In that vein, college athletes rights advocate Ramogi Huma sent a letter Tuesday to NCAA president Mark Emmert asking for the governing body to open an investigation into whether COVID protocols are being followed on campuses. 

The letter, which was sent on behalf of the National Collegiate Players Association, cites a recent survey from the National Athletic Trainers Association in which respondents said just 35 percent of college athletes and 47 percent of coaches and staffers were fully compliant with safety protocols. 

“College athletes must have robust, uniform COVID protections,” Huma wrote. “Currently, there are a dizzying array of COVID politics within and across conferences. A number of these policies do not incorporate best practices regarding COVID in athletics. Many players lack information about what those protocols are and whether or not there is any recourse at all if they are not followed.”

The SEC is a microcosm of the confusion. At Alabama, players are being tested every day. At other schools, it’s two PCR tests during the week and an antigen test before a game. The Big Ten’s decision to play this fall beginning in October was contingent on securing antigen tests that can be administered daily. The SEC thinks its plan, which includes contact tracing systems, is the “gold standard,” as Sankey said, even though they are testing less frequently. 

“The other leagues aren’t playing right now and we are three days away,” Sankey said. “And if and when they do play, we’ll be interested to see what we we might learn from them.”

But what have we learned from the SEC, which delayed its season to Sept. 26 in order to get through the re-opening of campuses and get more data from other sports that already re-started? Not much, other than it seems that a fairly significant number of players have had the coronavirus at a few schools.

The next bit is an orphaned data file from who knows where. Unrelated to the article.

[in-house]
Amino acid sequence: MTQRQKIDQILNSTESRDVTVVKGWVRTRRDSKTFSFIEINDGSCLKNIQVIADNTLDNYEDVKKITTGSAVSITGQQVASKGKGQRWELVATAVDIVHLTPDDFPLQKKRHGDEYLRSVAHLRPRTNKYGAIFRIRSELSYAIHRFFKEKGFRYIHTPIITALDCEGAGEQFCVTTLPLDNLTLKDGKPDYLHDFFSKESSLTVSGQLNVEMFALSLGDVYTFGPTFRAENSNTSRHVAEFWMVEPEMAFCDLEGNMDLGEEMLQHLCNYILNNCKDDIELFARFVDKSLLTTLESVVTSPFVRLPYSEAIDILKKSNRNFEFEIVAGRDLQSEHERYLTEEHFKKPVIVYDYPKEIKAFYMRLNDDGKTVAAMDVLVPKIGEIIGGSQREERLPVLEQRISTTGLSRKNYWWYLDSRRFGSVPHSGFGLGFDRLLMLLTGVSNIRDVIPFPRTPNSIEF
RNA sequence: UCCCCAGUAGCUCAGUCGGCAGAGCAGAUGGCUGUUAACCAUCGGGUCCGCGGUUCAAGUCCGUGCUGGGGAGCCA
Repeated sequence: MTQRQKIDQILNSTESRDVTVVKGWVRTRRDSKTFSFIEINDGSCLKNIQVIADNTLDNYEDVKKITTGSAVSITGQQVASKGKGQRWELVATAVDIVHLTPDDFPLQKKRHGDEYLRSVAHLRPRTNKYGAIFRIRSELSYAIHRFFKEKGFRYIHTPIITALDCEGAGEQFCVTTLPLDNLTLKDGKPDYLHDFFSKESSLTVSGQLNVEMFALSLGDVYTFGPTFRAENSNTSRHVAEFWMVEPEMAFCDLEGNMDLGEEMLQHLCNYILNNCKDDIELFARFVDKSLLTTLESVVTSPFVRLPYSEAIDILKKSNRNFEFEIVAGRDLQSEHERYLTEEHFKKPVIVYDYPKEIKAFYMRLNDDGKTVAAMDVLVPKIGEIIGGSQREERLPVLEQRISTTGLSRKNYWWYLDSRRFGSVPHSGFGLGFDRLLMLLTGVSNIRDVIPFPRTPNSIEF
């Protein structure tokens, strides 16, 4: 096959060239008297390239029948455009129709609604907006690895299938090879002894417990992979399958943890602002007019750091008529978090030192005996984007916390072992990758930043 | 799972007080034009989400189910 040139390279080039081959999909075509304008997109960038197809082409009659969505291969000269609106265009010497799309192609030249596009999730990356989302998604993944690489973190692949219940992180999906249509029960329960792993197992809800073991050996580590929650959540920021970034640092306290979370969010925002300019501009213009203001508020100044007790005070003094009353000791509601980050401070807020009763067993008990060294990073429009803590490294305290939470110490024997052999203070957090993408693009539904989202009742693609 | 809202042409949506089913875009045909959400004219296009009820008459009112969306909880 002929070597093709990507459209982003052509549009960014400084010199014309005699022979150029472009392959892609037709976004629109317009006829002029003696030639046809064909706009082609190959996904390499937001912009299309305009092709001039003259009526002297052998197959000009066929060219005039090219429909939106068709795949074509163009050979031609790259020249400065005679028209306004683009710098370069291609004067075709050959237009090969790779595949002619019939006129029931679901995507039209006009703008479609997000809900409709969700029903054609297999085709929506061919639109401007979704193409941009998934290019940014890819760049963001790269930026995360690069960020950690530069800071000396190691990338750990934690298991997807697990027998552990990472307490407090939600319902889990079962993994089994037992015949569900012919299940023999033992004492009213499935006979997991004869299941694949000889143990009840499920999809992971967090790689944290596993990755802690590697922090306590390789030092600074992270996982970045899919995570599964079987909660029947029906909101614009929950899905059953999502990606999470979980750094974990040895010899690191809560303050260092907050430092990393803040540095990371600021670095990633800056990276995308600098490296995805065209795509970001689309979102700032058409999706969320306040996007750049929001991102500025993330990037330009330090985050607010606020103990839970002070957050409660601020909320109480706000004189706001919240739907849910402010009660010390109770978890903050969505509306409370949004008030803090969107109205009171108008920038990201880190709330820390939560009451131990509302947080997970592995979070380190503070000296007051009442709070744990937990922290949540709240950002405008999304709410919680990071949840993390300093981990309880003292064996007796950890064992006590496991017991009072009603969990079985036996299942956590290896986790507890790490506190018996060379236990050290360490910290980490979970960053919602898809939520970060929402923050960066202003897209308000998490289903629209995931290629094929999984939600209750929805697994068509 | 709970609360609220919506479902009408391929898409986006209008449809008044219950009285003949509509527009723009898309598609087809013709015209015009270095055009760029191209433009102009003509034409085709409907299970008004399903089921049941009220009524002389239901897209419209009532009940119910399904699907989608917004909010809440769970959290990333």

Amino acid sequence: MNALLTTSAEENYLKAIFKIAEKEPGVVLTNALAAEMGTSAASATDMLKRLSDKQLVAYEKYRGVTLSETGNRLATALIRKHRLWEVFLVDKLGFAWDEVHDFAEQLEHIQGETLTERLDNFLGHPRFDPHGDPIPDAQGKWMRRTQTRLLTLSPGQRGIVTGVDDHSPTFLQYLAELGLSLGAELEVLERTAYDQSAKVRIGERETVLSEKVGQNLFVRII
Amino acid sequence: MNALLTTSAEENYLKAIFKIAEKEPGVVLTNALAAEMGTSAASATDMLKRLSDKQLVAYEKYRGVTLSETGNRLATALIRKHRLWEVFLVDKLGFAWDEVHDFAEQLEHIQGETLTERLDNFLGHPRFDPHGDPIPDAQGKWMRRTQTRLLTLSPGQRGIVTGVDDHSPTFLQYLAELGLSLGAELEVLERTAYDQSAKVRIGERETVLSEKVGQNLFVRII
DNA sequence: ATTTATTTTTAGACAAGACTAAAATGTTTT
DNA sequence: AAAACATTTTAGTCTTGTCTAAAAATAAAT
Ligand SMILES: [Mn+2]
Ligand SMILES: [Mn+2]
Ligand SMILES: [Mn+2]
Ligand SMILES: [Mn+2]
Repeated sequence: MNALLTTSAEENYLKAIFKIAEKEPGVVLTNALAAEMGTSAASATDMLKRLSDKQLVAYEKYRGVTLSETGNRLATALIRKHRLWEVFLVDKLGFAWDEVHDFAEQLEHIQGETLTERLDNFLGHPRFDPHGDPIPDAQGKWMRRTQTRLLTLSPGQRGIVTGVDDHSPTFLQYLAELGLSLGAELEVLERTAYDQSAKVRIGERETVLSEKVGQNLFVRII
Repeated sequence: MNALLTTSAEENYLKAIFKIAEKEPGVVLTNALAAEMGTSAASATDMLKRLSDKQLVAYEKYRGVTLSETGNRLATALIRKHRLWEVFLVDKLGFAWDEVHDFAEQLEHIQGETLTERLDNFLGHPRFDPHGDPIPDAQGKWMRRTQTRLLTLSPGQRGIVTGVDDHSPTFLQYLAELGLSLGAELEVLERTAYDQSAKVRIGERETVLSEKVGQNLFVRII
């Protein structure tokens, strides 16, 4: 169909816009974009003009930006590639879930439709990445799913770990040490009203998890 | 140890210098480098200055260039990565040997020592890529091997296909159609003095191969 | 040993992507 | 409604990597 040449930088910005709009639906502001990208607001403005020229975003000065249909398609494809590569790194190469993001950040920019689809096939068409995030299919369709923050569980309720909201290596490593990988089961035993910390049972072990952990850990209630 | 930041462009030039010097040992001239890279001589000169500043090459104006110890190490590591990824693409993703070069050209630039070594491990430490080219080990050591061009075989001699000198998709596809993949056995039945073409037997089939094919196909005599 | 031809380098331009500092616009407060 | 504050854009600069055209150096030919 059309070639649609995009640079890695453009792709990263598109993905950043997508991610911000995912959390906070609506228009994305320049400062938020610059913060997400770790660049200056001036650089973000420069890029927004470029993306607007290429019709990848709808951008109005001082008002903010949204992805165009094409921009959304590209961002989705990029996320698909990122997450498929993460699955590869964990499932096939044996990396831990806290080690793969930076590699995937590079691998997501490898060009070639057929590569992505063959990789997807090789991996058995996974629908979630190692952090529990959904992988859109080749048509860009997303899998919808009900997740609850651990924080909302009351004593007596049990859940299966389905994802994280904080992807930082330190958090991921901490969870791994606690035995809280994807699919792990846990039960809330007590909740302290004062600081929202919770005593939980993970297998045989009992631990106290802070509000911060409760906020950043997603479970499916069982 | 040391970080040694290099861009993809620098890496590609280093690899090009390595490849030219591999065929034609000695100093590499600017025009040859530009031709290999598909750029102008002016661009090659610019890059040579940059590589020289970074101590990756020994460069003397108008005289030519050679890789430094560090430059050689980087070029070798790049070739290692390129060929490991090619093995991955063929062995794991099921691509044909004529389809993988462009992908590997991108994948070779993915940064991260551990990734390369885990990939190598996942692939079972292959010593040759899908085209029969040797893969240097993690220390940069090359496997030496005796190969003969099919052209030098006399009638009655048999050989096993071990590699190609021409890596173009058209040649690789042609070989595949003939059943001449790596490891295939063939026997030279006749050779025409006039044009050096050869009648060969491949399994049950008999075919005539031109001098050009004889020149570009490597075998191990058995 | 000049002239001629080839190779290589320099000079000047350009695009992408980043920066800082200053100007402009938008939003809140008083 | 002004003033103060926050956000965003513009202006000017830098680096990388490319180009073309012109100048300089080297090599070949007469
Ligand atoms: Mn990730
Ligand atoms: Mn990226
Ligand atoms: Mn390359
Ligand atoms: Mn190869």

In the NFL, which is releasing its testing numbers every week, it seems we have a lot more confidence than we did a couple months ago that it can pull off a season while minimizing the number of players who have had COVID-19. College football has offered us no such assurances.

If we knew the SEC’s actual numbers, would it make us more confident or less about the wisdom of trying to do this in the middle of a pandemic with an unpredictable virus whose long-term impact is unknown? Would it give us a different view of whether this season is actually a success or a money grab that is putting people’s health in danger?

We don’t know because the SEC has told us it’s not our business to know, and that’s too bad given the breadth of this public health crisis. Perhaps we can indeed celebrate a success if the SEC finishes its season with a championship game Dec. 19, but it is not unqualified. 

If the cost is widespread sickness, unnecessary spread of disease and God forbid a terrible outcome for anyone involved, it will only be a Pyrrhic victory for the sport. 

Follow USA TODAY Sports columnist Dan Wolken on Twitter @DanWolken